Colman McCarthy believes in “strength through peace.” So much so that he left his job as a columnist for the Washington Post to expand his Center for Teaching Peace to spread the wisdom of adopting peace studies at high schools and colleges around the country. There are now 300 peace programs in place, offering majors, minors, and concentration (degree programs) at 300 colleges and universities, including Notre Dame, Colgate and Syracuse.
When Mr. McCarthy started his project to spread peace studies for students, only Manchester College in Indiana had a peace program in its curriculum. He personally teaches courses as eight colleges and schools such as Georgetown, American and Catholic Universities in Washington, D.C.
It is truly remarkable how much of the nation’s resources goes to preparing for war and the trivial amount devoted to preventing war or settling the conflicts before they erupt into violence. Half of the U.S. government’s entire operating budget goes for military expenditures, thirteen years after the demise of the Soviet Union from internal corruption. We have military bases in over 100 countries. Our political rulers want to do something about Islamic madrassahs to make their teaching more peaceful in other lands, yet they rarely speak, spotlight or support peace education in this country.
During the past 20 years, in countries posing no threat to the United States, U.S. troops have been numerous, McCarthy says, with the loss of many innocent civilians. U.S. corporations are the biggest arms exporters in the world, using billions of direct and indirect taxpayer subsidies to inflate their profits.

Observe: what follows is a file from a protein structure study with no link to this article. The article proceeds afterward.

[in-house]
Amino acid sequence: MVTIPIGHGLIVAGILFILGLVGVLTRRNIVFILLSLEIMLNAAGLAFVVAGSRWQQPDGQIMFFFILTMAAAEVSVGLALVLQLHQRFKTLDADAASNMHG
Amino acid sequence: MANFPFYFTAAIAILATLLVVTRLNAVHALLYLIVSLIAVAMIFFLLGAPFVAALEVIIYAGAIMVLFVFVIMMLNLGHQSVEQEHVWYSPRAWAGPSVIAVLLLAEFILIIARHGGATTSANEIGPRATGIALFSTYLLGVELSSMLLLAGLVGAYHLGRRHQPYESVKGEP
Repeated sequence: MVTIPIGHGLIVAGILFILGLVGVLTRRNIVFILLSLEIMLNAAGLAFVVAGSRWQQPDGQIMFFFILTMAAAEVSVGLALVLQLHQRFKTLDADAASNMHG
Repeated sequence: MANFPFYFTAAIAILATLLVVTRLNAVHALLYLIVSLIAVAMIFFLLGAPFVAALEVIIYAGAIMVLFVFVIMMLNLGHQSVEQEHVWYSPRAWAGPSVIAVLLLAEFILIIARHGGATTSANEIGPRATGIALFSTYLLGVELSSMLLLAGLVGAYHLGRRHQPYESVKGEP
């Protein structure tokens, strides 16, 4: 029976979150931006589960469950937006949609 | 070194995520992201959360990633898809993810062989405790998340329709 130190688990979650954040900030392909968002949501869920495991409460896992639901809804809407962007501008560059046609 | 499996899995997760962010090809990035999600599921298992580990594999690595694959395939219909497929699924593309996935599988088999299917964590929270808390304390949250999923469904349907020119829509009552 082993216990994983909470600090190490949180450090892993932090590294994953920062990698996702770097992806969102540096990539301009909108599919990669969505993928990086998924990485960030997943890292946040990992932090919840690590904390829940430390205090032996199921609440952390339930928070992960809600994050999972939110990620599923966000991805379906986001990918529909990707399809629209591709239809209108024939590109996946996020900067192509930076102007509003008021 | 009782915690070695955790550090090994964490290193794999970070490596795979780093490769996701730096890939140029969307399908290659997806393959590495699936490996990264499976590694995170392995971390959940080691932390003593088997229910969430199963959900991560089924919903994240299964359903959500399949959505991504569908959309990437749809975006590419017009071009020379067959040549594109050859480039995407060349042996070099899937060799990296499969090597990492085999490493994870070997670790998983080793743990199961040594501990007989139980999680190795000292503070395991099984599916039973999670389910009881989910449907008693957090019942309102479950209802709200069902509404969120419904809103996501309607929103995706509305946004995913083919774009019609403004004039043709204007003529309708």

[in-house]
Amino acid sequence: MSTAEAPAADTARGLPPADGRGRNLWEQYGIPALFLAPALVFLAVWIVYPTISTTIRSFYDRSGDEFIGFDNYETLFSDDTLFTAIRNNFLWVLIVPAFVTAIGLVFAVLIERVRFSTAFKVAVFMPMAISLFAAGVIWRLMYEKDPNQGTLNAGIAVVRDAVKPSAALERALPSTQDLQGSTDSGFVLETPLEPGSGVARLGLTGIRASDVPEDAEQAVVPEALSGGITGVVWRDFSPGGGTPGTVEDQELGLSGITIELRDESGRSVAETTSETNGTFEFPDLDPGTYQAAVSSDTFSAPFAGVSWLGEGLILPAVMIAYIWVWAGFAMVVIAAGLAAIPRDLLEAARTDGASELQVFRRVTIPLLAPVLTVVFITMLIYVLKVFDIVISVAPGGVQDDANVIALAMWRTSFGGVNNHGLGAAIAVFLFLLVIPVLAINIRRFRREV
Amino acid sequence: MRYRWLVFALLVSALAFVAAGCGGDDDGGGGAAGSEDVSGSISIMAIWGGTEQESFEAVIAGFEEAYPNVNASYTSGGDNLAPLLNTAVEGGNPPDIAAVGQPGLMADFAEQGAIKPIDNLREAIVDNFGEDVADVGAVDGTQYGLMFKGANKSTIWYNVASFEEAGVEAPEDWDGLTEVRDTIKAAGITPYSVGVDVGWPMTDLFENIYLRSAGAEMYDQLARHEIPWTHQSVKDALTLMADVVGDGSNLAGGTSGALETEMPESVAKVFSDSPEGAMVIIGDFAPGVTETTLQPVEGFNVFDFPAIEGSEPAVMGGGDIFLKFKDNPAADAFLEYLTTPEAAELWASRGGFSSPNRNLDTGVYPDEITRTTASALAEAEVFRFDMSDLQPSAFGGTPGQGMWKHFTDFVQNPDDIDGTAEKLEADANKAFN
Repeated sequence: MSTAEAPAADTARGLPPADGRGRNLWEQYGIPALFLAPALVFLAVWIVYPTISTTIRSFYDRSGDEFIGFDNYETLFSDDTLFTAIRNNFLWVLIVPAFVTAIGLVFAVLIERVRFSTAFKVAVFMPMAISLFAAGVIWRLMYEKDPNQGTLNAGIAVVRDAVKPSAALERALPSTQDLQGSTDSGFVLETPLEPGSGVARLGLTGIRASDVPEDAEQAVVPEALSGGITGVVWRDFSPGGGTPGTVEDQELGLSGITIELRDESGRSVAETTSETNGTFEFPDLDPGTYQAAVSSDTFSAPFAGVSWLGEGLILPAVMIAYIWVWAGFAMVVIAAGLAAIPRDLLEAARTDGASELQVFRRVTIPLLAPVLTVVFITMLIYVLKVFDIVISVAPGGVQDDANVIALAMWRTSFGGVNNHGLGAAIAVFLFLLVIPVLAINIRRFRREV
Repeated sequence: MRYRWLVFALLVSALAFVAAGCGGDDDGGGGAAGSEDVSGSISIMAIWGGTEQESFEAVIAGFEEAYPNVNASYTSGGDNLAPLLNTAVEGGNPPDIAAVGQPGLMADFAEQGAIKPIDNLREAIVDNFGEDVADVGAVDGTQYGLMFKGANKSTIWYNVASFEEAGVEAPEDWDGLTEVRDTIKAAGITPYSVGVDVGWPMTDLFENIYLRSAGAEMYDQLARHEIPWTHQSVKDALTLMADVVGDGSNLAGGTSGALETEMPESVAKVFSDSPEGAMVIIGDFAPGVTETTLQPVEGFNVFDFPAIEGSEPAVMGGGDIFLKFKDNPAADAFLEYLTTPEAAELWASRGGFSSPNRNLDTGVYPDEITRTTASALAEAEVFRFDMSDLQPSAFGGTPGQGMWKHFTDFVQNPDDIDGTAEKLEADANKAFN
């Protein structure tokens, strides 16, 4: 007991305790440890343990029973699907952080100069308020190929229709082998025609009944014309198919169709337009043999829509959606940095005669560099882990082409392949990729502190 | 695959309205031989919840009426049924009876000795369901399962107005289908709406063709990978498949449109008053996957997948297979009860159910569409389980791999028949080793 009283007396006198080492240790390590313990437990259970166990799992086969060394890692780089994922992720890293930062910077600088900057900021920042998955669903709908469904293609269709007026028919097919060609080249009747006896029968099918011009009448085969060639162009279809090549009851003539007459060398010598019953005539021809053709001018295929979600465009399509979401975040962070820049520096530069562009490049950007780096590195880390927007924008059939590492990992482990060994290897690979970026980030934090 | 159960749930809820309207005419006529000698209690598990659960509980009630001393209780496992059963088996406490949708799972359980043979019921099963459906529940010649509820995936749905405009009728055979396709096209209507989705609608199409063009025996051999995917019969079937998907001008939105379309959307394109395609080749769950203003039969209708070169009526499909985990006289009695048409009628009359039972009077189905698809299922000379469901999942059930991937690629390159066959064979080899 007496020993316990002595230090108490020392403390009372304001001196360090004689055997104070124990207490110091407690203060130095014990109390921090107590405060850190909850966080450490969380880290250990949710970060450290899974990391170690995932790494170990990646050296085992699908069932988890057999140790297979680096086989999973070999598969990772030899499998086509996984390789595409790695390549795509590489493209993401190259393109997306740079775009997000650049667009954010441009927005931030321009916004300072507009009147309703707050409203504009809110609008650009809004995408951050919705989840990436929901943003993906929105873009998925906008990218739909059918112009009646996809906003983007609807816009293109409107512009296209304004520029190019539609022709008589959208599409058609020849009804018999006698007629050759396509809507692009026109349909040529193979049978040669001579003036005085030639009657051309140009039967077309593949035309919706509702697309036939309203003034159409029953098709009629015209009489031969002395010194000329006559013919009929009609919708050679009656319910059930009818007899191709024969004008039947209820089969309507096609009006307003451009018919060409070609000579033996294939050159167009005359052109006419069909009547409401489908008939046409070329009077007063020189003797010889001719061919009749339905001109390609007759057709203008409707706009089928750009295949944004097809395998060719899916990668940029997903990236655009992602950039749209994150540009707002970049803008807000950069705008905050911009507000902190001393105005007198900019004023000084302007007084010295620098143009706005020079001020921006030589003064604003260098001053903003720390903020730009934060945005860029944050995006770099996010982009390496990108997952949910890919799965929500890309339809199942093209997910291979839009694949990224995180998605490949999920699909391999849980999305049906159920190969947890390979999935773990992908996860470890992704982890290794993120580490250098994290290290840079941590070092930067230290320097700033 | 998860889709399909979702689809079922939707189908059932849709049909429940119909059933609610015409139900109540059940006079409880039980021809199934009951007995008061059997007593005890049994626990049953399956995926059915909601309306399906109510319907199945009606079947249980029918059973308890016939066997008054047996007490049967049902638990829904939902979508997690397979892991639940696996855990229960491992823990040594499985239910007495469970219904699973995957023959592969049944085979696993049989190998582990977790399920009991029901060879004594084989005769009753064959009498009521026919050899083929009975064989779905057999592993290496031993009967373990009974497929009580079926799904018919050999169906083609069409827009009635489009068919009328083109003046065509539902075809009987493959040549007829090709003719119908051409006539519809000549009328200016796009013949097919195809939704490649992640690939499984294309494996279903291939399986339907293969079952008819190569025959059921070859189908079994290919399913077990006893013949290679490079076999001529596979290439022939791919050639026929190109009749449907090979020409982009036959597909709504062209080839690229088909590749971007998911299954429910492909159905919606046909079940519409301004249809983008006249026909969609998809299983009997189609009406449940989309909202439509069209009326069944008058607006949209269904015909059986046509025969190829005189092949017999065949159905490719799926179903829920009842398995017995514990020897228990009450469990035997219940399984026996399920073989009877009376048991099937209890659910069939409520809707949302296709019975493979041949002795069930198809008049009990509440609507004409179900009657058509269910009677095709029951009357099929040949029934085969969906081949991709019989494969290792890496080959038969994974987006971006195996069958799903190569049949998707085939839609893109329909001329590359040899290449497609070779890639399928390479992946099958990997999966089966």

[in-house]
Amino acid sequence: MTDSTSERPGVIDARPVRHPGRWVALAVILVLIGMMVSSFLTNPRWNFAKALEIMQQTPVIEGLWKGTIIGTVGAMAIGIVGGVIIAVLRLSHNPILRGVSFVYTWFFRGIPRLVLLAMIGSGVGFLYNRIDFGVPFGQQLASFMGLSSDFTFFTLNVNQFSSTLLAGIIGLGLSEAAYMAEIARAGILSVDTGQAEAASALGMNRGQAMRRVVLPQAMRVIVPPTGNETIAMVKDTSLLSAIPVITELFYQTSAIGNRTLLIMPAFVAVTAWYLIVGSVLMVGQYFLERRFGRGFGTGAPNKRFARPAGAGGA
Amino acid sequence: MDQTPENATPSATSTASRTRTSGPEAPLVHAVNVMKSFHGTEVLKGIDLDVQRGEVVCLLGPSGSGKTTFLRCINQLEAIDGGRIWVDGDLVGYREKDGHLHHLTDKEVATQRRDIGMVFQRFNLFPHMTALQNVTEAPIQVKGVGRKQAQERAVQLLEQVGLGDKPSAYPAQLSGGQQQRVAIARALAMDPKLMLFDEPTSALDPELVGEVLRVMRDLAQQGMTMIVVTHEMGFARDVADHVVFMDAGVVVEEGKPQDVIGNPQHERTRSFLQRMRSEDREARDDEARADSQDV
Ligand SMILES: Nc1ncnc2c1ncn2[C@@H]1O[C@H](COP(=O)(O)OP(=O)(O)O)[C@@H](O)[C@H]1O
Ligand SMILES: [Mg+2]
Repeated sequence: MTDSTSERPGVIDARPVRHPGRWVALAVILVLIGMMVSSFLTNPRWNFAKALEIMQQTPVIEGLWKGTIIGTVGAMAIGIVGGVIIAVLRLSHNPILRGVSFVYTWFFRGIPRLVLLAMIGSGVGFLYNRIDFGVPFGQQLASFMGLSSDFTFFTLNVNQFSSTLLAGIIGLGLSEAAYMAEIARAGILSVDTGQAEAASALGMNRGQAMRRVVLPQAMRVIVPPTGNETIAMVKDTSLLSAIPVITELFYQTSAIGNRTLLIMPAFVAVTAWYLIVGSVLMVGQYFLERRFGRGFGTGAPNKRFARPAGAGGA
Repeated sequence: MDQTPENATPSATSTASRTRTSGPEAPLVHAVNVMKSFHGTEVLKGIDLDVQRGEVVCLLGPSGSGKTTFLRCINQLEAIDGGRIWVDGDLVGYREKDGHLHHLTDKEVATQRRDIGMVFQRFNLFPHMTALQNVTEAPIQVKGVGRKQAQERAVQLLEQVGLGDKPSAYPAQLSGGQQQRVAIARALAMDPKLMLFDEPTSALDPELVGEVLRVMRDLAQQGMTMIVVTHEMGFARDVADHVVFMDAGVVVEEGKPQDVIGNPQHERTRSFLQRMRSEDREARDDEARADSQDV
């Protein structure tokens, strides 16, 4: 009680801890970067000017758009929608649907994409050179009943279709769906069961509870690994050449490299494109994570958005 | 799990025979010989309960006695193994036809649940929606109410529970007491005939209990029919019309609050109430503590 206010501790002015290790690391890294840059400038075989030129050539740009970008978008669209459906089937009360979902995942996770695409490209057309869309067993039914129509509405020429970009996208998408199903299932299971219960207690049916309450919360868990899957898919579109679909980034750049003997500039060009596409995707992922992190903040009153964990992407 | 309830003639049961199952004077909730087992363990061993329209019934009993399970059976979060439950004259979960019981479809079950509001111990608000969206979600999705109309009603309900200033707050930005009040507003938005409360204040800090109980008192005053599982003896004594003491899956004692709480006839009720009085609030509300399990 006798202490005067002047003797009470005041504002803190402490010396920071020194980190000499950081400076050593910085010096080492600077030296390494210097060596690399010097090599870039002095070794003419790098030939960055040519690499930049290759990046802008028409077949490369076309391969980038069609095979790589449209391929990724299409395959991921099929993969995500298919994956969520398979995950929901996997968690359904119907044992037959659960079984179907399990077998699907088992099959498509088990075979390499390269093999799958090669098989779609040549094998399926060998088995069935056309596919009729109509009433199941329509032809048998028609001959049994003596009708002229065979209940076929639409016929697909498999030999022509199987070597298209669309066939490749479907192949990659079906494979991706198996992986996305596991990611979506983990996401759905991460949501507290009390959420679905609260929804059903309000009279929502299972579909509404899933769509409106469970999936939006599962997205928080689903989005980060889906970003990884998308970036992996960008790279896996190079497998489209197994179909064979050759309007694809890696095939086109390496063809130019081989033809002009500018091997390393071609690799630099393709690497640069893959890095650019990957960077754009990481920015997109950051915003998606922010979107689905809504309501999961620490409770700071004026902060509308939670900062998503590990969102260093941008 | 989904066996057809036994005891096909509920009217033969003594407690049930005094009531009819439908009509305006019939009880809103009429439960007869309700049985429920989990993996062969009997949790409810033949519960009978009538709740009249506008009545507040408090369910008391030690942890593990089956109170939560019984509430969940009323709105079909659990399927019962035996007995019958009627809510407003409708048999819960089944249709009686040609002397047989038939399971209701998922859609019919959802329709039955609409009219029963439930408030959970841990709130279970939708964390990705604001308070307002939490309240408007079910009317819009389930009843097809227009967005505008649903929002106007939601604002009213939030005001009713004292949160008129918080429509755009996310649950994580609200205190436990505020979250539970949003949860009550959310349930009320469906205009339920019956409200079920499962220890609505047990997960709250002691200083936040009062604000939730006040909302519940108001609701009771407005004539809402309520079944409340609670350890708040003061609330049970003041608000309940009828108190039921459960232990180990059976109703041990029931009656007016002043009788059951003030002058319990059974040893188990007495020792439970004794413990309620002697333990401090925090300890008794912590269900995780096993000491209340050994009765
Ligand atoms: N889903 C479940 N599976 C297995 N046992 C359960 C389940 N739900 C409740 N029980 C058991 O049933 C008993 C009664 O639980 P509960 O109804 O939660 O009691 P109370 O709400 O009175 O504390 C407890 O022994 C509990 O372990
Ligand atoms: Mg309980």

To anyone who questions the need for peace studies, McCarthy says: “All I ask of these snappy-talking realists is to tune out of the blather of militarism and consider the successes of nonviolence. Since 1936, six brutal or corrupt governments have been driven from powerónot by violence but by organized nonviolent resistance: in Poland, the Philippines, Chile, South Africa, Yugoslavia and Georgia.” He may soon add Ukraine to his list.
The necessity to start with the very young, given today’s relentless and violent entertainment games and TV programs beamed into their minds, is a priority for him. His teachings of non-violence “covers a lot of ground: family violence, schoolyard violence and eventually governmental violence.” In one of his two books on the subject titled Solutions to Violence and Strength Through Peace: The Ideas and People of Nonviolence, he wants to inspire children with stories about Dorothy Day, Martin Luther King, Jane Addams, Albert Einstein, Jeannette Rankin, and Sojourner Truth.
“Unless we teach our children peace,” he says, “someone else will teach them violence.” Certainly, former West Point professor David Grossman agrees with the latter point. So much that he authored a book about television and video violence, channeled to children around the clock, calling it Teaching Our Children to Kill.
The mass media gravitates regularly to stories about violence, except the daily corporate-induced violence like toxics and unsafe products and workplaces. In part, they are reflecting their ways to jolt people into watching their programs. But they leave almost no space or time for people like Colman McCarthy who are trying to build a culture of peace through education. Peace is very exciting to people who have known war.
We should try more of the former before getting bogged down more in the latter.
To obtain more information about the Center for Teaching Peace, please write to:
Center for Teaching Peace
4501 Van Ness St. NW
Washington, DC 20016